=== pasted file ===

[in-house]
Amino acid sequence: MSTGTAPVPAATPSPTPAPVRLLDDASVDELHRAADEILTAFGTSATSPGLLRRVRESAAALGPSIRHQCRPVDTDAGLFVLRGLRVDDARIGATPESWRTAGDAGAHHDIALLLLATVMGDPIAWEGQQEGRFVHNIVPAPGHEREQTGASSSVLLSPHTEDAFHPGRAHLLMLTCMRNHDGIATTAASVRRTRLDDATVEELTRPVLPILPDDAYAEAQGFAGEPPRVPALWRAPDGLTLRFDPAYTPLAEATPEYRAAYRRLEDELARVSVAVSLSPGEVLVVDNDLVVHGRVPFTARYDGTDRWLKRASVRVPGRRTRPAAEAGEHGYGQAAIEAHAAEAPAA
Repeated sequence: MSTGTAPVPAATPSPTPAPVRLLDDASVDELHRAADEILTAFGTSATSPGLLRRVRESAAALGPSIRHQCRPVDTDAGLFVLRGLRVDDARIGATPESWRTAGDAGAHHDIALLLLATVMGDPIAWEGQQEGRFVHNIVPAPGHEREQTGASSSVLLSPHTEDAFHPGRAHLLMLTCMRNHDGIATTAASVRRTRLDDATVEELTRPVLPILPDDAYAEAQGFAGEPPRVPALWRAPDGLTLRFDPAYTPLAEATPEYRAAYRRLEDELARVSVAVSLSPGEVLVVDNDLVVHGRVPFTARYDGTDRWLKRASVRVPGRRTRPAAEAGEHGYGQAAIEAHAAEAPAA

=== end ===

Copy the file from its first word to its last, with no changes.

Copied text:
[in-house]
Amino acid sequence: MSTGTAPVPAATPSPTPAPVRLLDDASVDELHRAADEILTAFGTSATSPGLLRRVRESAAALGPSIRHQCRPVDTDAGLFVLRGLRVDDARIGATPESWRTAGDAGAHHDIALLLLATVMGDPIAWEGQQEGRFVHNIVPAPGHEREQTGASSSVLLSPHTEDAFHPGRAHLLMLTCMRNHDGIATTAASVRRTRLDDATVEELTRPVLPILPDDAYAEAQGFAGEPPRVPALWRAPDGLTLRFDPAYTPLAEATPEYRAAYRRLEDELARVSVAVSLSPGEVLVVDNDLVVHGRVPFTARYDGTDRWLKRASVRVPGRRTRPAAEAGEHGYGQAAIEAHAAEAPAA
Repeated sequence: MSTGTAPVPAATPSPTPAPVRLLDDASVDELHRAADEILTAFGTSATSPGLLRRVRESAAALGPSIRHQCRPVDTDAGLFVLRGLRVDDARIGATPESWRTAGDAGAHHDIALLLLATVMGDPIAWEGQQEGRFVHNIVPAPGHEREQTGASSSVLLSPHTEDAFHPGRAHLLMLTCMRNHDGIATTAASVRRTRLDDATVEELTRPVLPILPDDAYAEAQGFAGEPPRVPALWRAPDGLTLRFDPAYTPLAEATPEYRAAYRRLEDELARVSVAVSLSPGEVLVVDNDLVVHGRVPFTARYDGTDRWLKRASVRVPGRRTRPAAEAGEHGYGQAAIEAHAAEAPAA